Customer service preferences, especially the value of good service, vary greatly from person to person and are difficult to quantify. How much more would you pay for a fast food burger in a restaurant that cleans its toilets more often than the one across the street?

“What reaches the level of a quality adjustment becomes quite subjective,” said Alan Detmeister, senior economist at UBS who previously tracked inflation data for the Federal Reserve. “If the Ministry of Labor even decided it wanted to adjust the quality of some of these things, it would be very difficult to do so. “

In some cases, improving the quality of one person is the deterioration of another. Is online hotel check-in a desirable time-saving feature or a loss of personal touch that has real value? Reasonable people can disagree.

Moreover, while there appears to be some shadow inflation in service industries, the reverse has arguably been true for many years.

Suppose you think restaurant food has become more varied and delicious over the past few decades as chefs have become more skilled and creative. If so, perhaps the 2.7% average annual inflation in full-service restaurant prices from 2000 to 2019 reported by the Bureau of Labor was too high.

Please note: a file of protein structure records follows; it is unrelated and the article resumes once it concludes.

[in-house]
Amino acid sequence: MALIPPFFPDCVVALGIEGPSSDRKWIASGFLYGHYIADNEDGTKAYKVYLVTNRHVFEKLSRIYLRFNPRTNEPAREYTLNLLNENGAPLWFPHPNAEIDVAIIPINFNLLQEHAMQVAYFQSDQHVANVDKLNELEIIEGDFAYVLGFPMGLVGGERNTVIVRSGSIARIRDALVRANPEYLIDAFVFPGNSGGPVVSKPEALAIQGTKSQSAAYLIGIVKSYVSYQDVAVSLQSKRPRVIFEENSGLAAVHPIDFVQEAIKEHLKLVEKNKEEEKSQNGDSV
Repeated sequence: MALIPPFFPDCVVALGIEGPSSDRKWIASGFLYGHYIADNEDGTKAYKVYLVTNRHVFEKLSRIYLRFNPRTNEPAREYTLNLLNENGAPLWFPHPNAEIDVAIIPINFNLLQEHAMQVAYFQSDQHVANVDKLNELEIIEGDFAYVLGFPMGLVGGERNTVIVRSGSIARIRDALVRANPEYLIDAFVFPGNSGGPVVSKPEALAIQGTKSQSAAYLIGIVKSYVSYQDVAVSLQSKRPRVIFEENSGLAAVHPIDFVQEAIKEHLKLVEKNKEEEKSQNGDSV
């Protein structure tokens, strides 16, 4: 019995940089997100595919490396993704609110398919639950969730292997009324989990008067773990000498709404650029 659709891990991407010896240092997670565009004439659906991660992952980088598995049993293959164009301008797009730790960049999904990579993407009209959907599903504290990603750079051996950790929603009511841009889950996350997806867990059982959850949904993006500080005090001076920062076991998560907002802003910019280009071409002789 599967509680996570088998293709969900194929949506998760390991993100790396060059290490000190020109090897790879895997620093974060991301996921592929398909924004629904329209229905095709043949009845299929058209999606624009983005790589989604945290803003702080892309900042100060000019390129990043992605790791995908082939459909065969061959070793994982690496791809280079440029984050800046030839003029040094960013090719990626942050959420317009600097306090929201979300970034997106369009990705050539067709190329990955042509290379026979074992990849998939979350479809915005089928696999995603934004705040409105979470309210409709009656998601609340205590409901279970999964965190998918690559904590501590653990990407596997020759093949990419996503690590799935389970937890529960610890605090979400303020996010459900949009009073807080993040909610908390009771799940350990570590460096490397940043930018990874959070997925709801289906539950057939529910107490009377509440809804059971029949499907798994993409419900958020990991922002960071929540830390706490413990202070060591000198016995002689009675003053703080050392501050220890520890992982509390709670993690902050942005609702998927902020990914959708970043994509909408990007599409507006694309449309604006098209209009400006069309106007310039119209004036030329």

It is plausible to believe that this is true, and also that the 4.9% increase in these prices in the 12 months ended in August was too small if the effects of labor shortages had been fully taken. into account.

This indicates why inflation bothers people so much – and why it is a political minefield for the Biden administration. It’s not just the prices you see and the numbers that fuel business models, or news headlines and central bank inflation targets.

It’s also that a given amount of spending buys experiences that are a little less satisfying, and that adds up to a build-up of frustrations that don’t necessarily translate into the numbers.